In a Friday morning interview with right-wing radio host Hugh Hewitt, veteran journalist Bob Woodward said live on-air that if and when his sources agree, he will gladly produce the audio recordings he made in which they shared their impressions of President Donald Trump and relayed stories about the inner-workings of his administration.
"If you one of your sources, who you have taped, comes forward and publicly asks you to release those tapes, would you do so?" Hewitt asked.
"Yes, I think I would," responded Woodward. "This is meticulously done, trying to cross reference everything and so forth. I would expect somebody would not want to release their information because they're confidential sources and, as you know, I protect my sources. I think it's one of the building blocks of journalism and book writing."
In my interview with @realBobWoodward just concluded, Woodward says “Yes” when I ask him if he would release the tapes of anyone he interviewed who publicly requests he do so. People who say they have been misquoted: Just ask for tapes to be produced. They will be.— Hugh Hewitt (@hughhewitt) September 14, 2018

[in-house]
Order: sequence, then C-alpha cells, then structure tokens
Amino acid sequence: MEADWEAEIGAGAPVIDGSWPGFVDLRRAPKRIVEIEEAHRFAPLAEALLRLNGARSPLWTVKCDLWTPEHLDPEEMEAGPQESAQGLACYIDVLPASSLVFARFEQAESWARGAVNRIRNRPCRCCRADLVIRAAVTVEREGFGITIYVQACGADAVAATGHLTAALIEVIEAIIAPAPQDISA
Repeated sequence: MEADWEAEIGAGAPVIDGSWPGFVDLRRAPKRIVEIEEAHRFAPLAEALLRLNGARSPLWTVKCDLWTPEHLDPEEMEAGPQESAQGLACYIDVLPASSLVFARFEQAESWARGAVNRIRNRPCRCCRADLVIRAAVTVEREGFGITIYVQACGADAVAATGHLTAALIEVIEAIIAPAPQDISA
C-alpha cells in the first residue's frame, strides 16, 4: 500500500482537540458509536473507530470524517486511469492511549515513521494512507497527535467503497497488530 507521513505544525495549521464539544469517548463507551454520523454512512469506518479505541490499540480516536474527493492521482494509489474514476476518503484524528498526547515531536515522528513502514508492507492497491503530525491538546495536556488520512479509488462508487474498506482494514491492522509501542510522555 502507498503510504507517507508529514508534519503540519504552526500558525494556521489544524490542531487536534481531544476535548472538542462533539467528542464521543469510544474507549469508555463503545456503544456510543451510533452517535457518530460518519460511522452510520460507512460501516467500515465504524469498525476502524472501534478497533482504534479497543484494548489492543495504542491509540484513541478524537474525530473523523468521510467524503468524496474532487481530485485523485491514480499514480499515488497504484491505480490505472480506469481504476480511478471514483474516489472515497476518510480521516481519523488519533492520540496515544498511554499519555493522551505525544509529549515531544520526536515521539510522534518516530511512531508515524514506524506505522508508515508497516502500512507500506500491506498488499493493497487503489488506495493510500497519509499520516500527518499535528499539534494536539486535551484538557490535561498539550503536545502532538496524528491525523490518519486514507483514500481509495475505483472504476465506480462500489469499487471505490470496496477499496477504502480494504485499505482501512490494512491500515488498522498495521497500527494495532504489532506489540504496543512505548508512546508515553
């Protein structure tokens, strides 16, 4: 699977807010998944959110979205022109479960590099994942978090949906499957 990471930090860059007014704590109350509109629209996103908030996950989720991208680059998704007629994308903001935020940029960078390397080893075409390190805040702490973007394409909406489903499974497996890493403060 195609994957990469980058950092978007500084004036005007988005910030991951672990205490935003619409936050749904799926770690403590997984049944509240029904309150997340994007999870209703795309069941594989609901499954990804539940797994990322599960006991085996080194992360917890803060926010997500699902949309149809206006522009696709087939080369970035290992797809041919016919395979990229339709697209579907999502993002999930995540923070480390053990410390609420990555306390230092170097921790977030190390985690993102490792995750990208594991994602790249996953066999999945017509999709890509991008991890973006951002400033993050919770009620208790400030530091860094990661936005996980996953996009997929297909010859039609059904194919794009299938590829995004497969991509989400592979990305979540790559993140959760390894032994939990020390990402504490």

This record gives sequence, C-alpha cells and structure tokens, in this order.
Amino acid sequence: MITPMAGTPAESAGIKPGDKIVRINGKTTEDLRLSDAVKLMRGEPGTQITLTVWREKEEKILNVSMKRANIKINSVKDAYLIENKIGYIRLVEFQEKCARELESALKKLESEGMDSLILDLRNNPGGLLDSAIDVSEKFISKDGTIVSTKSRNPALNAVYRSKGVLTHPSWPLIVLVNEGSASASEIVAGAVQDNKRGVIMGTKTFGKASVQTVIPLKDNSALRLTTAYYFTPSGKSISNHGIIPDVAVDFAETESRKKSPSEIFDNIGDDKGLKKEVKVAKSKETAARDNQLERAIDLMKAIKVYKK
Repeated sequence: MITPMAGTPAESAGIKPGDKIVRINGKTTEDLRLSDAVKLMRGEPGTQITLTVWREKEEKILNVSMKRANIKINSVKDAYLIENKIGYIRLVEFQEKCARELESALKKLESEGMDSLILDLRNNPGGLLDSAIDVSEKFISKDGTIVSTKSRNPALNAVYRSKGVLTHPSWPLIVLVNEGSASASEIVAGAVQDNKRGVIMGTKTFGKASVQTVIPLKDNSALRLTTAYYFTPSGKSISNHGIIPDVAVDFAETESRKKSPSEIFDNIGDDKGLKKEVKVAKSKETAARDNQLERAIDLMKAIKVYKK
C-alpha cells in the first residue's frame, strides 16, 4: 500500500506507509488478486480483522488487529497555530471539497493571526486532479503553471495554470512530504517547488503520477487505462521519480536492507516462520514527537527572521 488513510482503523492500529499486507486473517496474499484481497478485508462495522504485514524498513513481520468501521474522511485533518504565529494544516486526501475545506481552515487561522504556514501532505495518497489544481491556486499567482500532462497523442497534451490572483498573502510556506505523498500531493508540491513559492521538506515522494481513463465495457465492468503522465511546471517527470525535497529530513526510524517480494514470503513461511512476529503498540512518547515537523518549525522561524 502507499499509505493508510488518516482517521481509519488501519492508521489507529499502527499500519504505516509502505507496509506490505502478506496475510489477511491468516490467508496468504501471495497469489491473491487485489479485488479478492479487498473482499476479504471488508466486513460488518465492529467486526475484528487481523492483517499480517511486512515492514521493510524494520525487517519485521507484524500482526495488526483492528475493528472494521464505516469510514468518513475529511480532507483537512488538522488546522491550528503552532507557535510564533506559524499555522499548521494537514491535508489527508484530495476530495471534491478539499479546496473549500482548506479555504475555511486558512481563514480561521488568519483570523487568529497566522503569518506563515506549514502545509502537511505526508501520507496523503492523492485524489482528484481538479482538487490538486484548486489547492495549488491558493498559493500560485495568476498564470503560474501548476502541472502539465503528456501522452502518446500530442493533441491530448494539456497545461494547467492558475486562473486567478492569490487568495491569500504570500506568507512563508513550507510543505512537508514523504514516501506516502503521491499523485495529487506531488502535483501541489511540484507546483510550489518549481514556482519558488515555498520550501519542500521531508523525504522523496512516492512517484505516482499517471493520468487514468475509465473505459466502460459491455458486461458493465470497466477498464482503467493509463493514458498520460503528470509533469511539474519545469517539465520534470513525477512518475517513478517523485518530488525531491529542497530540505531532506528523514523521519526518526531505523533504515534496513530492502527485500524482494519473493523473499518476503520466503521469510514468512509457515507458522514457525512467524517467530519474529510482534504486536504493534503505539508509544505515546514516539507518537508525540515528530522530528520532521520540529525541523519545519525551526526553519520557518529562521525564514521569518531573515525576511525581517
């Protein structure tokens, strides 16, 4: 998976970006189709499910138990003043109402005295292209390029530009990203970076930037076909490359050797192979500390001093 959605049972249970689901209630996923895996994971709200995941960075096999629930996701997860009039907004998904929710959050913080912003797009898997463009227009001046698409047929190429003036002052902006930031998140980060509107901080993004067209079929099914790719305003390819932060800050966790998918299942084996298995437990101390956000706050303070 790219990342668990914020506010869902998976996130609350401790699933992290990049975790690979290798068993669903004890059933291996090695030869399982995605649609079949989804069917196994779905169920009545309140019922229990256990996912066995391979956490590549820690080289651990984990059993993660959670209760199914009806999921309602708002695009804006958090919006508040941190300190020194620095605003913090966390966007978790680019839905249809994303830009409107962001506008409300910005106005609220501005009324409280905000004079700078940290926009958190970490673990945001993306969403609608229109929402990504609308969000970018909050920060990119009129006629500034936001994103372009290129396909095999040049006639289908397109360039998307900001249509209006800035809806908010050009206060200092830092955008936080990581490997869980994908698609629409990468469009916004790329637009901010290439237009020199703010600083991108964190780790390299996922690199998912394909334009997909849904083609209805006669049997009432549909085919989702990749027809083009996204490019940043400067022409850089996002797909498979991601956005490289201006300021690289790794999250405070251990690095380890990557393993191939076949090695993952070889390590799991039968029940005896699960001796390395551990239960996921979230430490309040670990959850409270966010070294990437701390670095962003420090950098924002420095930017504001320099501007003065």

Woodward's book, as the Huffington Post reports,
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is filled with explosive material about President Donald Trump and his administration. Media coverage of the book sparked backlash from the White House even before its release, as excerpts were shared indicating that administration staffers "often have to engage in stealthy behavior to prevent Trump from being impulsive and to minimize disasters that could hurt the president and the country" and that White House chief of staff John Kelly is a hothead.
The White House released a statement calling the book "fake news" and "nothing more than fabricated stories, many by former disgruntled employees, told to make the President look bad."
On Thursday, when asked during an appearance on "CBS This Morning" if he would release the tapes of interviews he recorded, Woodward said, "Well, if somebody really wants to challenge me, of course. Of course. But again, I've made agreements with people that these sources are going to remain confidential."
But as Hewitt noted, in a separate tweet on Friday and referring to White House officials who have denied the accounts, "Seems to me anyone complaining about the book has a remedy: Ask Woodward publicly to release the tapes."